Detail of the Field of the Cloth of Gold, focusing on Henry VIII and showing soldiers' uniforms

The "Hon. D. Majoribanks" is their son Dudley Marjoribanks (at 319), who was dressed as a Yeoman in the Queen Elizabeth procession.

  • "Four yeomen held a canopy over Her Majesty's head. Their uniforms were exactly copied from the picture of the Field of the Cloth of Gold at Hampton Court. These were the Duke of Roxburghe, the Hon. Dudley Marjoribanks, Captain Maunde Thompson, and Mr. Rose attired in scarlet and black."[6]:p. 32, Col. 3c
  • He was one of the six halberdiers attending on the Queen, their costumes copied "from Holbein's picture at Hampton Court."[17]:p. 5, Col. 7a

And Henry, "the young Duke of [R]oxburghe," their nephew, is at 49; two "brother officers in the Royal Horse Guards" are at 637 and 638.

Demographics[edit | edit source]

  • Nationality: British[20]

Family[edit | edit source]

  • Dudley Coutts Marjoribanks, 1st Baron Tweedmouth of Edington (29 December 1820 – 4 March 1894)[1]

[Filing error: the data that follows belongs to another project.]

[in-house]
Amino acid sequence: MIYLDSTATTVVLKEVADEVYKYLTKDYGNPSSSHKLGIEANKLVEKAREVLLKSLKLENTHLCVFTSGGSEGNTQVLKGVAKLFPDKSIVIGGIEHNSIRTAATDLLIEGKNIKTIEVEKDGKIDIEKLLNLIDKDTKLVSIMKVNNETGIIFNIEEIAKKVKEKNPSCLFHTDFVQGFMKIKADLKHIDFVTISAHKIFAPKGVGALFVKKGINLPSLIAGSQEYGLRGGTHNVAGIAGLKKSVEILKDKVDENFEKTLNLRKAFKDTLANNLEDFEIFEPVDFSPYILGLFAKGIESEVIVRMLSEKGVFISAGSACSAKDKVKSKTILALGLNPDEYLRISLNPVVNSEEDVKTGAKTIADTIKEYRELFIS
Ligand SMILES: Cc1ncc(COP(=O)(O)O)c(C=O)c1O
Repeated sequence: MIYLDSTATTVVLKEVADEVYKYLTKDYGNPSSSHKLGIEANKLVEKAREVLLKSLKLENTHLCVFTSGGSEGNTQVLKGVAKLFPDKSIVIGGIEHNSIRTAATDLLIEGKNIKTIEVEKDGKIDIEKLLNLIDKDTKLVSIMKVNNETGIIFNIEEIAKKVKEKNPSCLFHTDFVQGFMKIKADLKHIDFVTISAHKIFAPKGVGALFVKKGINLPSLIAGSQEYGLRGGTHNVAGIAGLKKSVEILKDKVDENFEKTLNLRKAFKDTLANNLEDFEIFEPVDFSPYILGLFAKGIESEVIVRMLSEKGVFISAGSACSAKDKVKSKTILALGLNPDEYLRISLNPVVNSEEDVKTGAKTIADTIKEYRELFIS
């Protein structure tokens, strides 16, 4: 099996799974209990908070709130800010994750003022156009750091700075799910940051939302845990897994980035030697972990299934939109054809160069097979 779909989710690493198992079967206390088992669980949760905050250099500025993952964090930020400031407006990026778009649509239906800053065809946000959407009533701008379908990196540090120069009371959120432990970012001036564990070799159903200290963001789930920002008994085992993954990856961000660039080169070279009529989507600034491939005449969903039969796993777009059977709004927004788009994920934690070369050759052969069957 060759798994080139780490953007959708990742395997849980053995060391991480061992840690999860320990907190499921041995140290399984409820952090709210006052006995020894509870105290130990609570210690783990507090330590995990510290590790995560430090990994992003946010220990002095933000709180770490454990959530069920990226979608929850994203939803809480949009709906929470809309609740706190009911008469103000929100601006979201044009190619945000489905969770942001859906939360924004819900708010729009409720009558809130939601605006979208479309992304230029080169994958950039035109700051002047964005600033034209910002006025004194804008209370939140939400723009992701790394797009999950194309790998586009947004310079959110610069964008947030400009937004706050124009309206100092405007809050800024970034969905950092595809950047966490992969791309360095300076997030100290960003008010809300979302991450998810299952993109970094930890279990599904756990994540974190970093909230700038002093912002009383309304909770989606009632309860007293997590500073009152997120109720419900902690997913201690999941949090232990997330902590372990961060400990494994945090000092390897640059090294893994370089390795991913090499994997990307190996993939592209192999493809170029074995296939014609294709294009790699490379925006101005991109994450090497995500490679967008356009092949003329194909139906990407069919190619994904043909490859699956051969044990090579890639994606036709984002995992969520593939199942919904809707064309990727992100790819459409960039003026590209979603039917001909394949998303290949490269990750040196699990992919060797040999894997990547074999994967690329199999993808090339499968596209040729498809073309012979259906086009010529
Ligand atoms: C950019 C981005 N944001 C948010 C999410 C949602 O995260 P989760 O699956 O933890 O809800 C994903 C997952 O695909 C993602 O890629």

• Isabella Hogg (– 20 March 1908)[21]
    1. Edward Marjoribanks, 2nd Baron Tweedmouth of Edington (8 Jul 1849 – 15 September 1909)
    2. Hon. Mary Georgiana Marjoribanks (1850 – 14 March 1909)
    3. Stewart Marjoribanks (23 July 1852 – 22 January 1864)
    4. Hon. Annie Grizel Marjoribanks (c. 1855 – 20 August 1856)
    5. Dame Isabel Maria Marjoribanks (14 March 1857 – 18 April 1939)
    6. Hon. Coutts Marjoribanks (6 December 1860 – 1 November 1924)
    7. Hon. Archibald John Marjoribanks (25 November 1861 – 4 September 1900)